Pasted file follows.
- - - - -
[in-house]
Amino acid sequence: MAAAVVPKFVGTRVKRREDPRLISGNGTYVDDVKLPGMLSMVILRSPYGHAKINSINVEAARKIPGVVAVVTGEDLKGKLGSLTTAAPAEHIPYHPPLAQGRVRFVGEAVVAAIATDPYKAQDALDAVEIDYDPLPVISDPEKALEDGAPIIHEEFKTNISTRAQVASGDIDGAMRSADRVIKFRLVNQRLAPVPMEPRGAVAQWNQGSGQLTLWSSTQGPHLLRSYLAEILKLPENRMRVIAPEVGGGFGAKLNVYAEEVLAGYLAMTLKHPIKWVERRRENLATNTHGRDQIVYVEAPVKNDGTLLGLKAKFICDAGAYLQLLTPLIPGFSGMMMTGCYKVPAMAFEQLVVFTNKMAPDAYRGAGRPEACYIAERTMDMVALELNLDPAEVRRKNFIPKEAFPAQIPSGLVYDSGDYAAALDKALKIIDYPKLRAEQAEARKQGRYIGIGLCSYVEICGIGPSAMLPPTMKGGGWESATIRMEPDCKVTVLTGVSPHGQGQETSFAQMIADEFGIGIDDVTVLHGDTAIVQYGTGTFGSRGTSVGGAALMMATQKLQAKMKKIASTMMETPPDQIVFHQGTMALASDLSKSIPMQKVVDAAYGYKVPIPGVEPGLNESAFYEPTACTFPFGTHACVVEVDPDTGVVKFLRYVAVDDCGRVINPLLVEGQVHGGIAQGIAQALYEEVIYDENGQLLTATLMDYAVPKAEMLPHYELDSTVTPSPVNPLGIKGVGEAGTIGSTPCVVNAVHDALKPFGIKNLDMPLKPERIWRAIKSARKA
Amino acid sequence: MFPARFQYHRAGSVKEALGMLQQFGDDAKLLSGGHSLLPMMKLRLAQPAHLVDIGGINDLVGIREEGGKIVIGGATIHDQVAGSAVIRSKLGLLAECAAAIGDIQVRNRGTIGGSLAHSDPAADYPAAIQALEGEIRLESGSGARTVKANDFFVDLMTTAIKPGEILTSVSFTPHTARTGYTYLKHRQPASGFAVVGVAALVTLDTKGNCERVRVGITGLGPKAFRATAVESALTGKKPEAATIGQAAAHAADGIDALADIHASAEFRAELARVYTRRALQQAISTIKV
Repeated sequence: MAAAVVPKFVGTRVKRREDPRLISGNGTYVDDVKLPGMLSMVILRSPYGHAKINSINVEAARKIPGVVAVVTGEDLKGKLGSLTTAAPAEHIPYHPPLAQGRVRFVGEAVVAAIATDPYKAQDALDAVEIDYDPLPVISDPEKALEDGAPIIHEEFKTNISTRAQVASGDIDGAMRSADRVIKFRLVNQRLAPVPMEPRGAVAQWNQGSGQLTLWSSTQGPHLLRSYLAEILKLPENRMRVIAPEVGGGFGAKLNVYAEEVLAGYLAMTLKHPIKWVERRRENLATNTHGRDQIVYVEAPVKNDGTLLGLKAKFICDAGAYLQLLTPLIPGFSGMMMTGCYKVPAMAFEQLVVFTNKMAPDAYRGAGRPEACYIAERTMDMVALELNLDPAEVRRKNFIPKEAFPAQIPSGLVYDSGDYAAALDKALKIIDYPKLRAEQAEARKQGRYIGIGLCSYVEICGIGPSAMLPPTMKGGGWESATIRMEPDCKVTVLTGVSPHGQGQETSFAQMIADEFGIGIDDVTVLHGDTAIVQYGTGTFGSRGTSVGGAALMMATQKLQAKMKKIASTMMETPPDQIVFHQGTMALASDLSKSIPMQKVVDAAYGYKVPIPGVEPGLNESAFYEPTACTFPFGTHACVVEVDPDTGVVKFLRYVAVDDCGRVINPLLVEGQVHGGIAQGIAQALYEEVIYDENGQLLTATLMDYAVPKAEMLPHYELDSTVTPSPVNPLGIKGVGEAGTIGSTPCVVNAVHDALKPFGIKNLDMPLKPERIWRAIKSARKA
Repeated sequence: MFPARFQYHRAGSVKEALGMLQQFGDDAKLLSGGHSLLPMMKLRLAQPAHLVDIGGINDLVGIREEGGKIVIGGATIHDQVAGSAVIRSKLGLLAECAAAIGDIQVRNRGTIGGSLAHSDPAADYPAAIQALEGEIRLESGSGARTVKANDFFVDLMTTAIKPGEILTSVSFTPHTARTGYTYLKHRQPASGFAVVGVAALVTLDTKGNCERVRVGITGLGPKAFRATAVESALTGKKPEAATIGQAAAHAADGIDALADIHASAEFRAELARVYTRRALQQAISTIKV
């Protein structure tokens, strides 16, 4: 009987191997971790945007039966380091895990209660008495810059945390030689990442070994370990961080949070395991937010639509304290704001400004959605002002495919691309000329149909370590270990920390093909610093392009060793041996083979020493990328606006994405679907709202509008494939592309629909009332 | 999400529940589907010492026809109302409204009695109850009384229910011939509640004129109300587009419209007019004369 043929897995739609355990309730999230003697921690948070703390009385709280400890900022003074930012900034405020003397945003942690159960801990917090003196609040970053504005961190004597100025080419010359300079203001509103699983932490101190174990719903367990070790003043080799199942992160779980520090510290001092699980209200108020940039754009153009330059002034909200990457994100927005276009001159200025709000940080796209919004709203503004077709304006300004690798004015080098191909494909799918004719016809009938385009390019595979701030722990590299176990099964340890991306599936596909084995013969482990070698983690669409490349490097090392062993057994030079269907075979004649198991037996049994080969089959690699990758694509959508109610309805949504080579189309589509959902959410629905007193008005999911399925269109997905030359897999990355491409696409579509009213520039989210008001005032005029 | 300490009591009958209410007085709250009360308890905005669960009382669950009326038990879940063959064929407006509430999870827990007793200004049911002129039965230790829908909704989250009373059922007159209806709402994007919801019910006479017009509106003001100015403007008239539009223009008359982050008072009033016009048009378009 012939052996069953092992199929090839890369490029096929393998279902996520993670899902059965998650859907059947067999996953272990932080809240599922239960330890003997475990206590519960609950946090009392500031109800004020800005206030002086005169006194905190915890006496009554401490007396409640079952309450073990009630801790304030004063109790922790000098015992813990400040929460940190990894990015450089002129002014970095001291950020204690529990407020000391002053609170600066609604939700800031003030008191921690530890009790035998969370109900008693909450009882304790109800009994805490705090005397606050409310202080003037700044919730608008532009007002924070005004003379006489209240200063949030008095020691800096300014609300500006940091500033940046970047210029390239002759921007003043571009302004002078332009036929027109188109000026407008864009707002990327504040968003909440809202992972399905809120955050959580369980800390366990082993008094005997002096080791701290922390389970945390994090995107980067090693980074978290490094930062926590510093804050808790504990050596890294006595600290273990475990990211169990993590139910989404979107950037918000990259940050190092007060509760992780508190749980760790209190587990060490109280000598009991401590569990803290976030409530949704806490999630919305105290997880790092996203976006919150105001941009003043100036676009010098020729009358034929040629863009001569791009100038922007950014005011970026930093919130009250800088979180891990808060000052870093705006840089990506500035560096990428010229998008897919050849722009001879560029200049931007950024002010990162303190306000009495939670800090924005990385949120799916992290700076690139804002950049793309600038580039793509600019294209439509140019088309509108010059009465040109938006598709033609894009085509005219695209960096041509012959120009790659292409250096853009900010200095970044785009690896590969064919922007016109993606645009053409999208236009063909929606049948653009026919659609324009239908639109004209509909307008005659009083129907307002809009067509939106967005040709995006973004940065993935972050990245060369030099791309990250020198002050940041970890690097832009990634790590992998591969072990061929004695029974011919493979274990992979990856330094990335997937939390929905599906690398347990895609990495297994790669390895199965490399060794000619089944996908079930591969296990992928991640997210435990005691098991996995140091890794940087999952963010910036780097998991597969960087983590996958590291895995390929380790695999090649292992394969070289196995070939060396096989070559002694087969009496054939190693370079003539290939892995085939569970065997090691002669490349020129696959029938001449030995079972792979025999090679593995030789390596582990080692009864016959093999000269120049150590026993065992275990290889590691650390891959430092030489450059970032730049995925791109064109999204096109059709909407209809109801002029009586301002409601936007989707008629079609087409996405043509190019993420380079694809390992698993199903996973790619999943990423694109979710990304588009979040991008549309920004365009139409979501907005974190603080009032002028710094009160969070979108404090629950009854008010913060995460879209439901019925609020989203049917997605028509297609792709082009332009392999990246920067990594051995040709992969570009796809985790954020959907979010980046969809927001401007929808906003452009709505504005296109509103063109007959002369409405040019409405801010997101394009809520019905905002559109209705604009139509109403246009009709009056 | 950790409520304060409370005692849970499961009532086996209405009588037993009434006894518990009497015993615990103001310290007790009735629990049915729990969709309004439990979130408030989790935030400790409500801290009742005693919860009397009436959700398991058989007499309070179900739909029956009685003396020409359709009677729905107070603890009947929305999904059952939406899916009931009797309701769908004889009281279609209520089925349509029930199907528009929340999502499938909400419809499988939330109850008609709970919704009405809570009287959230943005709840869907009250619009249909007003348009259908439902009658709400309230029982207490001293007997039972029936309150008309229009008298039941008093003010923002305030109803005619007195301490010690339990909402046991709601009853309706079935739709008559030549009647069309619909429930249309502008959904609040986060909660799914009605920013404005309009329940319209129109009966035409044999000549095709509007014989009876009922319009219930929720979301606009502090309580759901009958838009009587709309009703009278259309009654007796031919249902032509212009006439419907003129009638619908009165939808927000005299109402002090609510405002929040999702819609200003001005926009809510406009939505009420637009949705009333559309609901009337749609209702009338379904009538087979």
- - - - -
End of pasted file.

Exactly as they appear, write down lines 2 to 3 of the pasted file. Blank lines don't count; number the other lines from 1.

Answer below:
Amino acid sequence: MAAAVVPKFVGTRVKRREDPRLISGNGTYVDDVKLPGMLSMVILRSPYGHAKINSINVEAARKIPGVVAVVTGEDLKGKLGSLTTAAPAEHIPYHPPLAQGRVRFVGEAVVAAIATDPYKAQDALDAVEIDYDPLPVISDPEKALEDGAPIIHEEFKTNISTRAQVASGDIDGAMRSADRVIKFRLVNQRLAPVPMEPRGAVAQWNQGSGQLTLWSSTQGPHLLRSYLAEILKLPENRMRVIAPEVGGGFGAKLNVYAEEVLAGYLAMTLKHPIKWVERRRENLATNTHGRDQIVYVEAPVKNDGTLLGLKAKFICDAGAYLQLLTPLIPGFSGMMMTGCYKVPAMAFEQLVVFTNKMAPDAYRGAGRPEACYIAERTMDMVALELNLDPAEVRRKNFIPKEAFPAQIPSGLVYDSGDYAAALDKALKIIDYPKLRAEQAEARKQGRYIGIGLCSYVEICGIGPSAMLPPTMKGGGWESATIRMEPDCKVTVLTGVSPHGQGQETSFAQMIADEFGIGIDDVTVLHGDTAIVQYGTGTFGSRGTSVGGAALMMATQKLQAKMKKIASTMMETPPDQIVFHQGTMALASDLSKSIPMQKVVDAAYGYKVPIPGVEPGLNESAFYEPTACTFPFGTHACVVEVDPDTGVVKFLRYVAVDDCGRVINPLLVEGQVHGGIAQGIAQALYEEVIYDENGQLLTATLMDYAVPKAEMLPHYELDSTVTPSPVNPLGIKGVGEAGTIGSTPCVVNAVHDALKPFGIKNLDMPLKPERIWRAIKSARKA
Amino acid sequence: MFPARFQYHRAGSVKEALGMLQQFGDDAKLLSGGHSLLPMMKLRLAQPAHLVDIGGINDLVGIREEGGKIVIGGATIHDQVAGSAVIRSKLGLLAECAAAIGDIQVRNRGTIGGSLAHSDPAADYPAAIQALEGEIRLESGSGARTVKANDFFVDLMTTAIKPGEILTSVSFTPHTARTGYTYLKHRQPASGFAVVGVAALVTLDTKGNCERVRVGITGLGPKAFRATAVESALTGKKPEAATIGQAAAHAADGIDALADIHASAEFRAELARVYTRRALQQAISTIKV